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Top Mistake 1 When Naming a New Company or New Product

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  • Marcia Yudkin
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      Article Title:

      Top Mistake 1 When Naming a New Company or New Product

      Article Description:

      The top mistake in choosing a name is deciding on the name
      you like best. That very obvious-sounding strategy is wrong
      because of four pitfalls. Learn how evade those pitfalls to
      arrive at a name you can grow with.

      Additional Article Information:

      780 Words; formatted to 65 Characters per Line
      Distribution Date and Time: 2009-08-04 10:24:00

      Written By: Marcia Yudkin
      Copyright: 2009
      Contact Email: mailto:marcia@...

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      Top Mistake 1 When Naming a New Company or New Product
      Copyright (c) 2009 Marcia Yudkin
      Creative Marketing Solutions

      Bear with me, because when I tell you the number one mistake
      people make when selecting a name for their new company or new
      product, you are going to be surprised. Ready? The top mistake in
      choosing a name is deciding on the name you like best.

      That very obvious-sounding strategy is wrong because of several
      pitfalls. First, names can go off the rails because you, the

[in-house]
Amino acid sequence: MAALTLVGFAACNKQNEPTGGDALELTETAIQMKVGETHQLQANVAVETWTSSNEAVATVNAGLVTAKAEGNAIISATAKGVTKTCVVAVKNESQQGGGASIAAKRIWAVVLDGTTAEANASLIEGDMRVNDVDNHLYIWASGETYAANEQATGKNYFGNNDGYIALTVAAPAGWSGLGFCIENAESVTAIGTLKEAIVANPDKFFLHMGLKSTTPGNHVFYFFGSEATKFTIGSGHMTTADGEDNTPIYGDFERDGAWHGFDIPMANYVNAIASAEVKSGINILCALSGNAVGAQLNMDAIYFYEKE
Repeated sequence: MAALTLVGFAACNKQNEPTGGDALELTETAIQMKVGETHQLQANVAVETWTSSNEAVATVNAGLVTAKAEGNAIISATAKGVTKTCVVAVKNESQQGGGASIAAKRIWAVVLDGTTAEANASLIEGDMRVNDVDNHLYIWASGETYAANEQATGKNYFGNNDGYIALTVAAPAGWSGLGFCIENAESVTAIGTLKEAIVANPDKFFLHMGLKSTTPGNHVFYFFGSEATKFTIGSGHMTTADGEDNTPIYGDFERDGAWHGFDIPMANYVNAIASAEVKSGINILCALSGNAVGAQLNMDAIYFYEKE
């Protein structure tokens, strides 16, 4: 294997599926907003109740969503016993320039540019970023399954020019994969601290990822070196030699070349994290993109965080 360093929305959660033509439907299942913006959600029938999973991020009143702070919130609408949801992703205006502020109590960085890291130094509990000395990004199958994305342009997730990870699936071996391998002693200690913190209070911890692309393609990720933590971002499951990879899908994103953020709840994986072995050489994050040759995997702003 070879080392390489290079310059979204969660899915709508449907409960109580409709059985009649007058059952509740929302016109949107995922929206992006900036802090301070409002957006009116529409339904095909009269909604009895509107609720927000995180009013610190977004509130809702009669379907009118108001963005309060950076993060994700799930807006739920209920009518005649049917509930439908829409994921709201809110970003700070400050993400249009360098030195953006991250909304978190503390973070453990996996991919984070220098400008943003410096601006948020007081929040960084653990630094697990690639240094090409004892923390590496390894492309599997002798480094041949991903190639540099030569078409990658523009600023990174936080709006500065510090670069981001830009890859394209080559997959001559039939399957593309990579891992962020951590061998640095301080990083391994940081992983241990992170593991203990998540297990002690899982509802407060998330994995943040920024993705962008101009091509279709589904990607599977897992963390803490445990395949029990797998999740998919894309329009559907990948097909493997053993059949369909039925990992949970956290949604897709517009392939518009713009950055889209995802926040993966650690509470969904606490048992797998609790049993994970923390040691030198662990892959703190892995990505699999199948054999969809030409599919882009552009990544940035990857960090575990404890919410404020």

namer, are not your target market. The name needs to appeal to
      potential customers, not to you. Second, the name you like the
      best may have negative connotations that you didn't stop to
      think about. Third, your favorite name, or a close variant of it,
      may already be in use, causing you to seem imitative or even
      landing you in legal trouble. And fourth, the name you like most
      may limit you in ways that may become painfully clear in the

      Let's go through these pitfalls now one by one.

      Not long ago New Jersey fell into the trap of thinking of
      themselves rather than of the target market when officials asked
      their residents to vote on a tourism slogan for the state. The
      winning entry, "New Jersey: Come See for Yourself," received
      just a few more votes than "New Jersey: The Best Kept Secret."

      Both of these tag lines fail because they do not give a reason
      for outsiders to come explore. Outsiders, who may have an image
      of New Jersey as an over-industrialized collection of chemical
      factories, won't see anything compelling in those phrases. If
      the contest organizers had let non-New Jerseyites react to
      possible slogans, it would have become clear that those slogans
      were lame and uninteresting to the target market.

      For business names, what insiders to the business choose may have
      a meaning element that customers don't relate to or cannot
      pronounce. For example, if an optical shop decided to call itself
      Refractions, they'd be sabotaging themselves, because the
      average person doesn't know that "refraction" is the principle
      of physics that enables glasses to correct vision.

      Likewise, a bakery might fall in love with the name Painique